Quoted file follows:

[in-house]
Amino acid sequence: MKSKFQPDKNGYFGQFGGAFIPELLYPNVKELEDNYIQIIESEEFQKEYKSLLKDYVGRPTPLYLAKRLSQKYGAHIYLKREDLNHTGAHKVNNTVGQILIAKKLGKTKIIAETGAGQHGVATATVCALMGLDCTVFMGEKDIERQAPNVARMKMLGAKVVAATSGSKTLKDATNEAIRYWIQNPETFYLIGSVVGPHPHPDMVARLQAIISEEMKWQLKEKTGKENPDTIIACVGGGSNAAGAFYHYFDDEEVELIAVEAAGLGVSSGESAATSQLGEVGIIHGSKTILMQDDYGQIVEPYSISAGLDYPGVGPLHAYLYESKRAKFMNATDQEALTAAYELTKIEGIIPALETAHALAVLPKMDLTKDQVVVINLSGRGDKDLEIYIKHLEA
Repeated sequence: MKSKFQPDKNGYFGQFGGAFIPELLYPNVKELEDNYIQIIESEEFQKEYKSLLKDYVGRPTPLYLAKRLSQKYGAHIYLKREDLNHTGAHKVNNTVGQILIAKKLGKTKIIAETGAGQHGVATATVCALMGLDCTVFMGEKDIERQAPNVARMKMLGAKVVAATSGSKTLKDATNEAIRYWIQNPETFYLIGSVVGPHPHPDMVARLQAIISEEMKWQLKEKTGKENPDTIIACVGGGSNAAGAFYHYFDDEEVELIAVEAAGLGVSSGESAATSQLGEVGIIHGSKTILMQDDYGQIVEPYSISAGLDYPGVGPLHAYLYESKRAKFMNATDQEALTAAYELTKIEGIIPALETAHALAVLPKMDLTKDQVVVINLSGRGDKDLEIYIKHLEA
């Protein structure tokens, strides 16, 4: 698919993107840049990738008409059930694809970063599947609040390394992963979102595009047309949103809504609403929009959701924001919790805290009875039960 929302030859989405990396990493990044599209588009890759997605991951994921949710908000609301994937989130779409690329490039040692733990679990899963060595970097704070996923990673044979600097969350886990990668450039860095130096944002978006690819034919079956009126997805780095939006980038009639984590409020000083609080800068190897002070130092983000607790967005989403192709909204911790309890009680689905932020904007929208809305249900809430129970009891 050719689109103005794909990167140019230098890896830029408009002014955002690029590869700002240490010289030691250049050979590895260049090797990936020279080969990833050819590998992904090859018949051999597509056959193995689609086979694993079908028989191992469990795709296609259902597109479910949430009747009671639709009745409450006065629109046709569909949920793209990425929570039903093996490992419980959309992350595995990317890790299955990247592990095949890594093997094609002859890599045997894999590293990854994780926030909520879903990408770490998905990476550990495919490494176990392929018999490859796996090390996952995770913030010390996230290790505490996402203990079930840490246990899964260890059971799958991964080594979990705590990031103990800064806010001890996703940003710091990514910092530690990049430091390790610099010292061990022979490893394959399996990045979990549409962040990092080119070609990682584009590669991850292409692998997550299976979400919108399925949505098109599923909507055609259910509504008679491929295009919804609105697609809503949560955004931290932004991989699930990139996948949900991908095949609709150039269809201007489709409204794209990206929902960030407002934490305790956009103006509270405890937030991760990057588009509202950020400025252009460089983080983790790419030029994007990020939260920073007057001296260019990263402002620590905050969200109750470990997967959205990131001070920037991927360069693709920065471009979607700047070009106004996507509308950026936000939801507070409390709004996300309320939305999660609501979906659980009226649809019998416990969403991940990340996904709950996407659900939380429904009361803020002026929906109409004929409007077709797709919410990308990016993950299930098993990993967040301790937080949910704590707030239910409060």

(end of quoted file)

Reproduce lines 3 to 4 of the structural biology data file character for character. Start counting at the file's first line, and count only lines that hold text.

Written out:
Repeated sequence: MKSKFQPDKNGYFGQFGGAFIPELLYPNVKELEDNYIQIIESEEFQKEYKSLLKDYVGRPTPLYLAKRLSQKYGAHIYLKREDLNHTGAHKVNNTVGQILIAKKLGKTKIIAETGAGQHGVATATVCALMGLDCTVFMGEKDIERQAPNVARMKMLGAKVVAATSGSKTLKDATNEAIRYWIQNPETFYLIGSVVGPHPHPDMVARLQAIISEEMKWQLKEKTGKENPDTIIACVGGGSNAAGAFYHYFDDEEVELIAVEAAGLGVSSGESAATSQLGEVGIIHGSKTILMQDDYGQIVEPYSISAGLDYPGVGPLHAYLYESKRAKFMNATDQEALTAAYELTKIEGIIPALETAHALAVLPKMDLTKDQVVVINLSGRGDKDLEIYIKHLEA
């Protein structure tokens, strides 16, 4: 698919993107840049990738008409059930694809970063599947609040390394992963979102595009047309949103809504609403929009959701924001919790805290009875039960 929302030859989405990396990493990044599209588009890759997605991951994921949710908000609301994937989130779409690329490039040692733990679990899963060595970097704070996923990673044979600097969350886990990668450039860095130096944002978006690819034919079956009126997805780095939006980038009639984590409020000083609080800068190897002070130092983000607790967005989403192709909204911790309890009680689905932020904007929208809305249900809430129970009891 050719689109103005794909990167140019230098890896830029408009002014955002690029590869700002240490010289030691250049050979590895260049090797990936020279080969990833050819590998992904090859018949051999597509056959193995689609086979694993079908028989191992469990795709296609259902597109479910949430009747009671639709009745409450006065629109046709569909949920793209990425929570039903093996490992419980959309992350595995990317890790299955990247592990095949890594093997094609002859890599045997894999590293990854994780926030909520879903990408770490998905990476550990495919490494176990392929018999490859796996090390996952995770913030010390996230290790505490996402203990079930840490246990899964260890059971799958991964080594979990705590990031103990800064806010001890996703940003710091990514910092530690990049430091390790610099010292061990022979490893394959399996990045979990549409962040990092080119070609990682584009590669991850292409692998997550299976979400919108399925949505098109599923909507055609259910509504008679491929295009919804609105697609809503949560955004931290932004991989699930990139996948949900991908095949609709150039269809201007489709409204794209990206929902960030407002934490305790956009103006509270405890937030991760990057588009509202950020400025252009460089983080983790790419030029994007990020939260920073007057001296260019990263402002620590905050969200109750470990997967959205990131001070920037991927360069693709920065471009979607700047070009106004996507509308950026936000939801507070409390709004996300309320939305999660609501979906659980009226649809019998416990969403991940990340996904709950996407659900939380429904009361803020002026929906109409004929409007077709797709919410990308990016993950299930098993990993967040301790937080949910704590707030239910409060």